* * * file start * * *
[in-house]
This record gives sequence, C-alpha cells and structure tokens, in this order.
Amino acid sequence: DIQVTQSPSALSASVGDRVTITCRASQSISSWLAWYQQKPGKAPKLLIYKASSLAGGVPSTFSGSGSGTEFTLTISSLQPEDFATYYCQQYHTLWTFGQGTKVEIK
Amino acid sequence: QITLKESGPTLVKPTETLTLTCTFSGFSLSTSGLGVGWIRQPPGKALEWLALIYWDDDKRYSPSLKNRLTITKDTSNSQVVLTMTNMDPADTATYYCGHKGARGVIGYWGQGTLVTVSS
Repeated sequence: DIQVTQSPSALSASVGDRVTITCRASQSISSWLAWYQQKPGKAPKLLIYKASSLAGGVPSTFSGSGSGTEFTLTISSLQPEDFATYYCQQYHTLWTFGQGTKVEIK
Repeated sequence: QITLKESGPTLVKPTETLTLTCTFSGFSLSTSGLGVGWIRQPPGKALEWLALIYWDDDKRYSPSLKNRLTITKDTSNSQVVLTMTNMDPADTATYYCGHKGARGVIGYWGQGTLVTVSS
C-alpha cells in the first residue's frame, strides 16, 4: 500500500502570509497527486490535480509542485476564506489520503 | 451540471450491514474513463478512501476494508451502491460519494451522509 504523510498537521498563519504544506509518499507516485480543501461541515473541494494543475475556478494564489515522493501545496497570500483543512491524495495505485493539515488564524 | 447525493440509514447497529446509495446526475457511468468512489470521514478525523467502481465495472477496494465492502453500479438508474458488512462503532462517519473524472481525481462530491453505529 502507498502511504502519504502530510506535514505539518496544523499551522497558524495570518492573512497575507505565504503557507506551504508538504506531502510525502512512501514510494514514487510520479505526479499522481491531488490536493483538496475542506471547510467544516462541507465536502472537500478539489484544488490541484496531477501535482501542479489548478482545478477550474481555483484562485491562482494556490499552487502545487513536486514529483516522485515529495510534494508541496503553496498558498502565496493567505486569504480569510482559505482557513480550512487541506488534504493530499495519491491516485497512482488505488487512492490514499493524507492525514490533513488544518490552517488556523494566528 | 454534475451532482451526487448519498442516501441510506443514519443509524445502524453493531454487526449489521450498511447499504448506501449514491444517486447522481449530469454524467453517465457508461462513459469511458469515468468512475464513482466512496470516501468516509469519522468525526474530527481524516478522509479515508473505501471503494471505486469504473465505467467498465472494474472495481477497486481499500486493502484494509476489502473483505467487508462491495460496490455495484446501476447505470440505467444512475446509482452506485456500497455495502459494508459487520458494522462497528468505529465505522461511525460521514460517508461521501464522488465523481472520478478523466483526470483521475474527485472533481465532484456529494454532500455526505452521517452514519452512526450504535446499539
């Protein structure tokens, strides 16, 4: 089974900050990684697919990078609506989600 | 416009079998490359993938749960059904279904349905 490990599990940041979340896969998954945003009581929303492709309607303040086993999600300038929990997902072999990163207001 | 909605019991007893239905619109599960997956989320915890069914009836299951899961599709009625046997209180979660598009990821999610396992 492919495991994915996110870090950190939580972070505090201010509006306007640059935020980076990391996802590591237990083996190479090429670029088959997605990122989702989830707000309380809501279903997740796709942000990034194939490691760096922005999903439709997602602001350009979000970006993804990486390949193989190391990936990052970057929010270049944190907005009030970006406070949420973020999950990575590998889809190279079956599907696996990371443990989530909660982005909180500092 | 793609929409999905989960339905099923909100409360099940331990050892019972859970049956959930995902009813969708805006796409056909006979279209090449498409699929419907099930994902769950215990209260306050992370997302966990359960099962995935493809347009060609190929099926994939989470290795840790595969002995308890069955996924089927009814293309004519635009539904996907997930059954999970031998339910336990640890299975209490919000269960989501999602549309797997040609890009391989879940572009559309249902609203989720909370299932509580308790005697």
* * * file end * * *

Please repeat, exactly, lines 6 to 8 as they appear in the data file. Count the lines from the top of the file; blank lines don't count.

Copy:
Repeated sequence: QITLKESGPTLVKPTETLTLTCTFSGFSLSTSGLGVGWIRQPPGKALEWLALIYWDDDKRYSPSLKNRLTITKDTSNSQVVLTMTNMDPADTATYYCGHKGARGVIGYWGQGTLVTVSS
C-alpha cells in the first residue's frame, strides 16, 4: 500500500502570509497527486490535480509542485476564506489520503 | 451540471450491514474513463478512501476494508451502491460519494451522509 504523510498537521498563519504544506509518499507516485480543501461541515473541494494543475475556478494564489515522493501545496497570500483543512491524495495505485493539515488564524 | 447525493440509514447497529446509495446526475457511468468512489470521514478525523467502481465495472477496494465492502453500479438508474458488512462503532462517519473524472481525481462530491453505529 502507498502511504502519504502530510506535514505539518496544523499551522497558524495570518492573512497575507505565504503557507506551504508538504506531502510525502512512501514510494514514487510520479505526479499522481491531488490536493483538496475542506471547510467544516462541507465536502472537500478539489484544488490541484496531477501535482501542479489548478482545478477550474481555483484562485491562482494556490499552487502545487513536486514529483516522485515529495510534494508541496503553496498558498502565496493567505486569504480569510482559505482557513480550512487541506488534504493530499495519491491516485497512482488505488487512492490514499493524507492525514490533513488544518490552517488556523494566528 | 454534475451532482451526487448519498442516501441510506443514519443509524445502524453493531454487526449489521450498511447499504448506501449514491444517486447522481449530469454524467453517465457508461462513459469511458469515468468512475464513482466512496470516501468516509469519522468525526474530527481524516478522509479515508473505501471503494471505486469504473465505467467498465472494474472495481477497486481499500486493502484494509476489502473483505467487508462491495460496490455495484446501476447505470440505467444512475446509482452506485456500497455495502459494508459487520458494522462497528468505529465505522461511525460521514460517508461521501464522488465523481472520478478523466483526470483521475474527485472533481465532484456529494454532500455526505452521517452514519452512526450504535446499539
């Protein structure tokens, strides 16, 4: 089974900050990684697919990078609506989600 | 416009079998490359993938749960059904279904349905 490990599990940041979340896969998954945003009581929303492709309607303040086993999600300038929990997902072999990163207001 | 909605019991007893239905619109599960997956989320915890069914009836299951899961599709009625046997209180979660598009990821999610396992 492919495991994915996110870090950190939580972070505090201010509006306007640059935020980076990391996802590591237990083996190479090429670029088959997605990122989702989830707000309380809501279903997740796709942000990034194939490691760096922005999903439709997602602001350009979000970006993804990486390949193989190391990936990052970057929010270049944190907005009030970006406070949420973020999950990575590998889809190279079956599907696996990371443990989530909660982005909180500092 | 793609929409999905989960339905099923909100409360099940331990050892019972859970049956959930995902009813969708805006796409056909006979279209090449498409699929419907099930994902769950215990209260306050992370997302966990359960099962995935493809347009060609190929099926994939989470290795840790595969002995308890069955996924089927009814293309004519635009539904996907997930059954999970031998339910336990640890299975209490919000269960989501999602549309797997040609890009391989879940572009559309249902609203989720909370299932509580308790005697």